Nora, my sister, and I get along, sometimes. She likes to tell everyone she’s the older one because I’m so immature.
“Mom! We haven’t been to the beach this summer and it’s almost over!” says Nora standing next to me as we confront our mother with this statistic.
“Nora’s birthday is coming up. She really likes the beach.” I add this fact in hopes of playing Mom. We both want to go to the beach.
“We could go for Daddy’s birthday. We could take a picnic lunch of that wonderful chicken you make and your delicious potato salad.” Nora is really working too hard at this. Dad hates the beach so using his birthday is not helpful. I must repair this argument.
“Really, Mom, Nora has been looking forward to this beach trip all summer. This is almost criminal.”
Mom looks us. She’s cleaning the kitchen counters. “I’ll talk to your dad tonight. Now go play. Meggie, did you dust the living room like I asked you?”
“Yes, Mom.” Would I dare come ask you for a trip to the beach without dusting? Okay, yes I would. Must get that done now.
We leave the room quickly before Mom can remember to ask about the bathrooms.
I run my hand around the furniture in the living room while Nora goes to our room to convince our six-year-old sister to help us.
I hear Nora saying, “Wanna go to the beach? It’ll be fun!”
“I hate the beach.” Lisa is being Lisa.
“We’ll have a picnic with all your favorite stuff. We can get ice cream from the vendors on the boardwalk.” Nora wheedles.
“I don’t like their ice cream. It tastes funny to me.” Lisa waves the doll she’s playing with around and bashes it into the floor, making the head pop off.
“Meggie will let you play with her horses.”
I run in quickly, “Wait no! The last time she touched them, three lost legs and one both ears.”
Nora waves me off.
“Okay, I’ll ask Daddy when he gets home.” Lisa caves.
Nora grabs the box from the book shelves and hands it to Lisa who rips off the cover. She dumps them out on the floor and horse carnage begins.
Why did I agree to help Nora get to the beach? Because, she’s my sister and I know she wants this, badly. Okay, I really want to go to the beach, too.
I hear Dad’s car in the driveway. My sisters yell “Daddy’s home!” and run to the front door.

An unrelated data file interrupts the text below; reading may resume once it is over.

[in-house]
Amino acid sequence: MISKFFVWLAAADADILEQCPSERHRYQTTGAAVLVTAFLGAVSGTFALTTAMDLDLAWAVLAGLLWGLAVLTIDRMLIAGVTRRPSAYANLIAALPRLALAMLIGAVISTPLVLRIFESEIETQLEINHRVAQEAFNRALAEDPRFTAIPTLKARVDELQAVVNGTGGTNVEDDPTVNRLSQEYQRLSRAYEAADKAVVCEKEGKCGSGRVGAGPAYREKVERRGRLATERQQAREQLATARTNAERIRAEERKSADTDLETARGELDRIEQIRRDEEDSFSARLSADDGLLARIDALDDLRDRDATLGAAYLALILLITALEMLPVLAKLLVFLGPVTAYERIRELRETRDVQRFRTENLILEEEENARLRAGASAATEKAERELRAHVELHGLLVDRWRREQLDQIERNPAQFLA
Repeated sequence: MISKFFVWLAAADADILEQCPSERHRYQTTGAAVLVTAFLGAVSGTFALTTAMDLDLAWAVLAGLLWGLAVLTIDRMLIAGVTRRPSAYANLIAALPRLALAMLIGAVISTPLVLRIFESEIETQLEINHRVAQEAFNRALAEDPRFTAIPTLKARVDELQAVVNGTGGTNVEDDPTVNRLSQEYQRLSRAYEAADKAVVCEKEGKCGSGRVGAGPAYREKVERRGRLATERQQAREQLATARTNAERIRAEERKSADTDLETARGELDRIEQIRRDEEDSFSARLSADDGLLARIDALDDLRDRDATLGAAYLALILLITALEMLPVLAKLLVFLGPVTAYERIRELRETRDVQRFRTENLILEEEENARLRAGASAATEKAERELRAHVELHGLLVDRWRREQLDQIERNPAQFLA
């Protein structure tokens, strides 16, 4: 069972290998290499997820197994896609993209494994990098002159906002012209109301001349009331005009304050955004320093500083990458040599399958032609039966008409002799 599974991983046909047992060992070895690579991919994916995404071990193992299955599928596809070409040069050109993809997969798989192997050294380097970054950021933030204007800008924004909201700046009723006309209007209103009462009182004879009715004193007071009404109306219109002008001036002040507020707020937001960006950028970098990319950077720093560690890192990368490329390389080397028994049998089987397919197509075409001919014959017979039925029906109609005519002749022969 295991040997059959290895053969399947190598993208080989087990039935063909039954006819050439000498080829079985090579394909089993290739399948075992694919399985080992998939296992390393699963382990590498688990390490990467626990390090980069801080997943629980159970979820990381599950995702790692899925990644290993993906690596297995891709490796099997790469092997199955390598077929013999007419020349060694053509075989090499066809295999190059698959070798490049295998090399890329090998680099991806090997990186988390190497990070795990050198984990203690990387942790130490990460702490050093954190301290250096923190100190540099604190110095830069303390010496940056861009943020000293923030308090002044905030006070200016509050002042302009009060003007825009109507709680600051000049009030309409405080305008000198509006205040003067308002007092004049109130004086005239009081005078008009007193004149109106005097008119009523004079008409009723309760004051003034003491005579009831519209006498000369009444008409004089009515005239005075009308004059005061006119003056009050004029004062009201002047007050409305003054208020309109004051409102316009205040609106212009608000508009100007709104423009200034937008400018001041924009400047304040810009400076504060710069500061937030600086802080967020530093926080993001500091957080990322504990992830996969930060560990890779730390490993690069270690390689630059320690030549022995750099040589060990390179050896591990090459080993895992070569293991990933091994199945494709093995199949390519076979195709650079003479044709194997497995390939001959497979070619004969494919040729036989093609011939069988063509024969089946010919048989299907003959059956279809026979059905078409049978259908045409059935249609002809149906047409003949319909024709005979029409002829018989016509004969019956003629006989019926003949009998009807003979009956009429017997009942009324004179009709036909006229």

“Daddy, Daddy, Can we go to the beach? It’s my birthday. We can take a picnic lunch.” Nora starts the assault.
“Please Daddy please? It’s Nora’s birthday.” Lisa coaxes.
I stay out of sight. I don’t want to jinx it.
“Well, Dear?” Mom has joined them.
“I hate the beach.” Daddy whines, “Sand in my shoes, in my pants, in my food. Ugh.”
“But it’s Nora’s birthday and she loves the beach.” Mom smiles sweetly. Maybe she wants to go, too?
Daddy sighs deeply, “Well okay. We have to leave early to avoid traffic because I hate traffic almost as much as the beach.”
Mom and I fry chicken and make potato salad after supper. We pack everything in foil ready to place in the cooler in the morning. I hum happily the whole time.
Nora and I don’t sleep. I play tricks on her for giving Lisa my horses. We sleep in bunk beds and I’m on top. I slide my hand down the wall and wiggle my fingers like a spider. She bumps my mattress in retaliation.
Finally, dawn’s light streams through the window on a wonderfully hot day and we bounce into the kitchen ready to go. Mom has fixed us cereal for breakfast and now she fills the cooler. We load it into the trunk with a beach blanket and towels. We hop into our seats, giggling with excitement. Dad starts the car and we’re off.
It seems forever, but it’s only about thirty minutes before we can hear the gulls and smell the ocean. We pull up and park. All of us grab the stuff out of the trunk and hurry to the beach. The beautiful sand stretches before us in all its glory. Waves wash in and drain out. The sound of the surf calls us. We can’t wait to swim and run to the shore shrieking with joy leaving Mom and Dad to unpack. We wade out and dive into an incoming wave.
The ocean picks me up and carries me out. I’m happy. I’m lost in the ocean’s vastness. I turn on my back and look up to the sky and the birds flying over head. Free at last from cleaning bathrooms and snarky sisters.
“Meggie! Meggie! Come back, Meggie you’re too far out!” Silly Nora’s trying to follow me. She’s can’t swim like me. “Don’t ruin my birthday. Daddy will never let us come back.”
Snarky sisters have found me. I guess I have to go back. Nora’s my sister and I have to think of her. She’s also right. Getting Dad here was tough enough I don’t need to make it harder.I turn toward shore and start back, catching a wave, riding it in to the surf’s edge.
Lisa looks upset. She points frantically out to sea. Tears streak her cheeks.
Where’s Nora? I look out across the water. She’s struggling too far out to make it back to the beach. It’s my fault. I dive back into the waves and swim out to her. I grab her hand and pull her to me in the life saving position I’m glad I learned earlier this summer at the pool, and head to land. “Why did you follow me?”
“You’re my sister and I worry about you.”
“You scared Lisa and me.”
“I know.” Nora grins. “Let’s go get some lunch. First one to the blanket gets the gizzards.” The three of us take off running up the beach. Being sisters seems like the ocean – infinite and complicated.